Interviewer: "Why do you think she converted..."

Jamal Al-Din: "I'm getting there. I did not rebuke her, but I cursed those who made people like her immigrate, and abandon their religion. The aversion has reached such a degree that people flee not only from the clerics, but from religion itself." [...]

"The Secular Regime Protects the Freedom of All"

"One of the benefits of the secular regime, which is based on the principle of respect for human rights... It makes no difference whether a person is a religious authority or a depraved singer – both are human beings. The secular regime protects the freedom of all – the dancer in a disco..."

Interviewer: "As long as his liberties do not have a negative effect..."

Jamal Al-Din: "As long as it is not at the expense of the other. A religious authority cannot be at the expense of a bar, and vice versa. This is how a neutral regime – the secular regime – is formed. The religious regime does come at the expense of the bars, and vice versa."

Interviewer: "Do you, a religious cleric, demand that the bars be allowed to exist?"

Jamal Al-Din: "Definitely. I delivered a speech in 2003, and our brothers, the great 'believers,' made tapes of it, because it was during the elections campaign. They handed out the tapes to people, and said I was openly calling for freedom for bars. I reiterate that I call for bars to be allowed [to operate] freely."

Interviewer: "How come? Doesn't Islam forbid alcohol consumption? Don't you, as a cleric, assume that those things are prohibited?"

Jamal Al-Din: "These things are forbidden to me. Personally, I make sure I don't commit such a sin – and I consider it to be a sin, which undoubtedly leads one to Hell – but this is a personal conviction, which I do not impose on you or anyone else. The others are free to do as they please."

Interviewer: "When alcohol consumption was first prohibited, didn't they pour out the alcohol in the alleys of Al-Madina?"

Jamal Al-Din: "That's true. If the Prophet Muhammad were here..."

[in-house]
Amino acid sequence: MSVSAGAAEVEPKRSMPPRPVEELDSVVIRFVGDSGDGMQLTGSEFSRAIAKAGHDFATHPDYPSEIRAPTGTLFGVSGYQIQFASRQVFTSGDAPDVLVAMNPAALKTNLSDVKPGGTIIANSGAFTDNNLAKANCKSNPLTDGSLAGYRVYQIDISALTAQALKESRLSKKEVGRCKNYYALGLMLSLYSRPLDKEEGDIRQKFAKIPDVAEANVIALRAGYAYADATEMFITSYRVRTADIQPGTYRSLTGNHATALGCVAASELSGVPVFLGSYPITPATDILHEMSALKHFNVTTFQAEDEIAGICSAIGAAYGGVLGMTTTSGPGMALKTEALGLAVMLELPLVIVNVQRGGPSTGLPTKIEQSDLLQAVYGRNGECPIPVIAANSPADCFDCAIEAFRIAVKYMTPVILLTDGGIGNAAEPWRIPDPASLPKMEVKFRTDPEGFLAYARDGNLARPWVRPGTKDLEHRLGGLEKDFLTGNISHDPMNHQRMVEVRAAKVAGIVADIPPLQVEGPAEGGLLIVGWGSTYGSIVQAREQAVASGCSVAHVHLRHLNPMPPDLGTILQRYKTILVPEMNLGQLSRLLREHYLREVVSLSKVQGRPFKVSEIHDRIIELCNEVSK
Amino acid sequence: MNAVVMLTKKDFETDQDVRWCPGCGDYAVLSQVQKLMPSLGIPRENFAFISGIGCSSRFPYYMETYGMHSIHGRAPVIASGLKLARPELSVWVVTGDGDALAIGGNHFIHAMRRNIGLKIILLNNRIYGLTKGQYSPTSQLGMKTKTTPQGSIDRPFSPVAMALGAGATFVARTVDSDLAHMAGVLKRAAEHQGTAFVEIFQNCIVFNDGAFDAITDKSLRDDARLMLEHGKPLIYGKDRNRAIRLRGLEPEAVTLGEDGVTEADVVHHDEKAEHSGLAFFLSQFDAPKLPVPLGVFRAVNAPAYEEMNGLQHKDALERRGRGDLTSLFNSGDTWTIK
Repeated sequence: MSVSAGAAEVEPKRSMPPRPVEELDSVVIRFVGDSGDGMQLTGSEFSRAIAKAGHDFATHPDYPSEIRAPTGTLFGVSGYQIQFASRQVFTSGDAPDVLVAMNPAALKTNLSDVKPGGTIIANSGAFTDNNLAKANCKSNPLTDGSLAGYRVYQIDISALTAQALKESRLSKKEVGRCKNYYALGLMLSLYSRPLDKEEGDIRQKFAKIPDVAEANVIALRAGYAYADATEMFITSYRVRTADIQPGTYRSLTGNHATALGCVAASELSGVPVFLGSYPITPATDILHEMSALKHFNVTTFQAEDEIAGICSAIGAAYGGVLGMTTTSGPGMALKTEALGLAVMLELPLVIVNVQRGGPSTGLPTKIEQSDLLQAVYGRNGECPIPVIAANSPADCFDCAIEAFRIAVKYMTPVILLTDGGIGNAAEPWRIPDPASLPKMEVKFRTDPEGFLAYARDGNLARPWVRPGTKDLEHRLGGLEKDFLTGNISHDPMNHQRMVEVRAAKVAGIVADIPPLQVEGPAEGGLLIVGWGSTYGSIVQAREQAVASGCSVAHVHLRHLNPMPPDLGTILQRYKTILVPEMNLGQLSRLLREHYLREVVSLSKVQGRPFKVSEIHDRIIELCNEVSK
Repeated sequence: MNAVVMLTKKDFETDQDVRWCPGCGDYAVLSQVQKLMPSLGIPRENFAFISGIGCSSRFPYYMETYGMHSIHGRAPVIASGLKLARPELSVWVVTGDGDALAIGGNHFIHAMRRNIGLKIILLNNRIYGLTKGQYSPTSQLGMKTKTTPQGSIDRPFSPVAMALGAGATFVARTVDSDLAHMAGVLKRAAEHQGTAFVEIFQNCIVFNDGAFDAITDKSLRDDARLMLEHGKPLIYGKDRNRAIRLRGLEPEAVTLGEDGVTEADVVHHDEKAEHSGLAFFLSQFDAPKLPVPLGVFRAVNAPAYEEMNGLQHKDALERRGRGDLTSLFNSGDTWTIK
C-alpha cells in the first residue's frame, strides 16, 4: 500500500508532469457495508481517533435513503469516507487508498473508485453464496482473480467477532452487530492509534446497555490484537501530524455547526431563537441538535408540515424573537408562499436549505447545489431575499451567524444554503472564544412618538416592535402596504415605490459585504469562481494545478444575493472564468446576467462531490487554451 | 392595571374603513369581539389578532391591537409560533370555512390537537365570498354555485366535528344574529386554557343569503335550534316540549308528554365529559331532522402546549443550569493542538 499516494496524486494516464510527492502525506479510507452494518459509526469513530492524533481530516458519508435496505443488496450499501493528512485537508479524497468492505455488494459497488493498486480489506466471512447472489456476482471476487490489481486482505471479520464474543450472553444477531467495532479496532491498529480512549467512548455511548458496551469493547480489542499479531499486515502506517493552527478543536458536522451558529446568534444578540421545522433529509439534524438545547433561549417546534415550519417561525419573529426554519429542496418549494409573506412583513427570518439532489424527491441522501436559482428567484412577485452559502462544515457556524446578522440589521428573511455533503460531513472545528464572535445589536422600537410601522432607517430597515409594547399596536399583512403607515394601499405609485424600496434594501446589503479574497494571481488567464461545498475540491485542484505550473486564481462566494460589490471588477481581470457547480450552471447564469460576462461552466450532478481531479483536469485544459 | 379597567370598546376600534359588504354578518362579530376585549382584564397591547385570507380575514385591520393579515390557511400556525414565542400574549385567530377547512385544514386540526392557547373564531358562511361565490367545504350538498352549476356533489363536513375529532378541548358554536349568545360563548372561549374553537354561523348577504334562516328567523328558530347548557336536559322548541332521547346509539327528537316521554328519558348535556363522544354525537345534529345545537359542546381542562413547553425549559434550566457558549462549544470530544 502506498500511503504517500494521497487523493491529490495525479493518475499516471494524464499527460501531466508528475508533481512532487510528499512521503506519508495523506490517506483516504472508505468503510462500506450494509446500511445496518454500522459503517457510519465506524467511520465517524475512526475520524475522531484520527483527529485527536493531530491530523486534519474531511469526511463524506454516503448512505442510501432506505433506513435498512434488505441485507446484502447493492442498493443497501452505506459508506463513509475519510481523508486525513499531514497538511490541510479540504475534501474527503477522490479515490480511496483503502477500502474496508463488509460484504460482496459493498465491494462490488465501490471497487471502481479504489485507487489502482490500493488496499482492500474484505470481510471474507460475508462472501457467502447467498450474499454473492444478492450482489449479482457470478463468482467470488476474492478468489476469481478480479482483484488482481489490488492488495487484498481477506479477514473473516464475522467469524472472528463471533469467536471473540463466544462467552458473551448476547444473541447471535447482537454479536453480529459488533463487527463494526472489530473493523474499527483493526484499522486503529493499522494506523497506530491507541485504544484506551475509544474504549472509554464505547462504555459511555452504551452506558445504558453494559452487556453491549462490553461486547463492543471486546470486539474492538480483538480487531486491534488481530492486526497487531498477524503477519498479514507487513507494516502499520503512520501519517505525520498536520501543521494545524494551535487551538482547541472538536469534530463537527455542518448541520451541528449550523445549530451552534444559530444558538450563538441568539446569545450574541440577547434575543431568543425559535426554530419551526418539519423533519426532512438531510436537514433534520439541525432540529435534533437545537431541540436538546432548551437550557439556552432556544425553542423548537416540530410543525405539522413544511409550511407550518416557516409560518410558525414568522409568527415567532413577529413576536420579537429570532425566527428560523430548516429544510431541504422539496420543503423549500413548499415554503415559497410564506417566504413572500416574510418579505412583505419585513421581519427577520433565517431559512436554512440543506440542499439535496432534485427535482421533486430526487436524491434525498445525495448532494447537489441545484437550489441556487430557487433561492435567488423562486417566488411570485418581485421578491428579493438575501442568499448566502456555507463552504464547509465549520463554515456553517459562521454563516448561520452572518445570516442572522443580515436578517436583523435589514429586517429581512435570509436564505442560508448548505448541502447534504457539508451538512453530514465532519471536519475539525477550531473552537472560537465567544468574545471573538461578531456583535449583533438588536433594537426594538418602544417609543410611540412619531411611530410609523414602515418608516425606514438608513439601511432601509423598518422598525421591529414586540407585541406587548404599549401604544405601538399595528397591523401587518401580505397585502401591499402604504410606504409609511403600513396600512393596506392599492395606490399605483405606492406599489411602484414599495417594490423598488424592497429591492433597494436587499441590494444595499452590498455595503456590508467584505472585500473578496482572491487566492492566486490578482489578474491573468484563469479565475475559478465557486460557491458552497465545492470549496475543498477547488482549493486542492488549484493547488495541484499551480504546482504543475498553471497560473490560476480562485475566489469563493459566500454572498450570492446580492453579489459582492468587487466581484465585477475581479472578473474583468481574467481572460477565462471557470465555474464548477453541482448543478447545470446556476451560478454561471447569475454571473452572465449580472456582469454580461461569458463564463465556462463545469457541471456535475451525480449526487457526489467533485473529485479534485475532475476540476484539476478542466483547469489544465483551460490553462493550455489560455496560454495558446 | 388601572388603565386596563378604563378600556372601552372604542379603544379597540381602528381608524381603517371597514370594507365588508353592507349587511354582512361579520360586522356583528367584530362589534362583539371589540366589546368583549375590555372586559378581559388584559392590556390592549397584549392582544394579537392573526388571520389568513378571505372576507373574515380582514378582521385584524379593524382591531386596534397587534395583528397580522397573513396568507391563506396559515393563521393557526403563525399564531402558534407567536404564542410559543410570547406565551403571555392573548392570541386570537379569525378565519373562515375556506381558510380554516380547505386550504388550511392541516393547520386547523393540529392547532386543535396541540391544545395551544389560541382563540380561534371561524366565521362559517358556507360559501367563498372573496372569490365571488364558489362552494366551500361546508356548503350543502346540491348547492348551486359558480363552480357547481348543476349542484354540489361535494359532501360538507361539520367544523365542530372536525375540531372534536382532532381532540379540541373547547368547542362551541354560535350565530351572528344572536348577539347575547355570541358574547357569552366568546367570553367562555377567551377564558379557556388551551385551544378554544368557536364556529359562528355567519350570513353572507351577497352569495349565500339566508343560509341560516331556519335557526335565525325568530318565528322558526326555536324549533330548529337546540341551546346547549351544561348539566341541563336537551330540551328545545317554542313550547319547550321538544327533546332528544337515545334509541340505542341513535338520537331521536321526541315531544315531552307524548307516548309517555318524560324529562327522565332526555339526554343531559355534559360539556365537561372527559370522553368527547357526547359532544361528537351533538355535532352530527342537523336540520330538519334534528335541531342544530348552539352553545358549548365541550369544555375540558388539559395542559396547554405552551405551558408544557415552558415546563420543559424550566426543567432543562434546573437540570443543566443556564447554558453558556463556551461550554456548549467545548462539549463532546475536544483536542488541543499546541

Interviewer: "Was this ruling restricted to the Prophet Muhammad? Do you believe that the religious rulings implemented by the Prophet pertained to him alone?"

"Social and Administrative Implementation of Islam Must be Carried Out by the Infallible"

Jamal Al-Din: "The way I, as a Shi'ite, understand it, the social and administrative implementation of Islam must be carried out by the infallible. When done by others, it has advantages as well as problems, and the negative consequences outweigh the advantages. This is what we have been suffering from for 14 centuries. What was the flaw in Haroun Al-Rashid? Did he stop building the countries of Islam? On the contrary. In the days of Haroun Al-Rashid, there were 10,000 public baths in Baghdad. In the days of Haroun Al-Rashid, the water reached the houses in Baghdad, there was a sewage system, and street lighting."

Interviewer: "So what's the problem?"

Jamal Al-Din: "The problem is that people were insignificant. There was no freedom or human dignity. Whoever opposed him... Haroun Al-Rashid understood Islam as the Islam of Haroun Al-Rashid, and whoever interpreted Islam differently was a sinful and godless infidel, who had to be killed, just like Musa ibn Ja'far Al-Kazem in prison.


"I don't have a problem with religion or with ideology. My problem is not with the Marxist ideology, but with the politicization of the Marxist ideology, with the politicization of religion, with the use of ideas as a means to tame and subdue people, and with the use of all the media, the security and administrative powers in order to enslave people to a certain idea." [...]

"I Am Devout in All My Personal Affairs, But I Do Not Wish to Impose My Religious Devoutness on Others"

"I am devout in all my personal affairs, but I do not wish to impose my religious devoutness on others, using my influence as a politician, or as a head of state, or anything. People are free to do as they wish, and I respect any free human being, and despise those who are not free. I despise a woman who wears the veil in order to get a job, or because of social pressure, or the pressure of the state..."

Interviewer: "Or vice versa."

Jamal Al-Din: "Exactly. I respect a woman who wears the veil even if she is in New York, and a woman who does not wear the veil even in Najaf – as long as it is done out of conviction and free choice. No religious commitment has any value if it is the result of duress."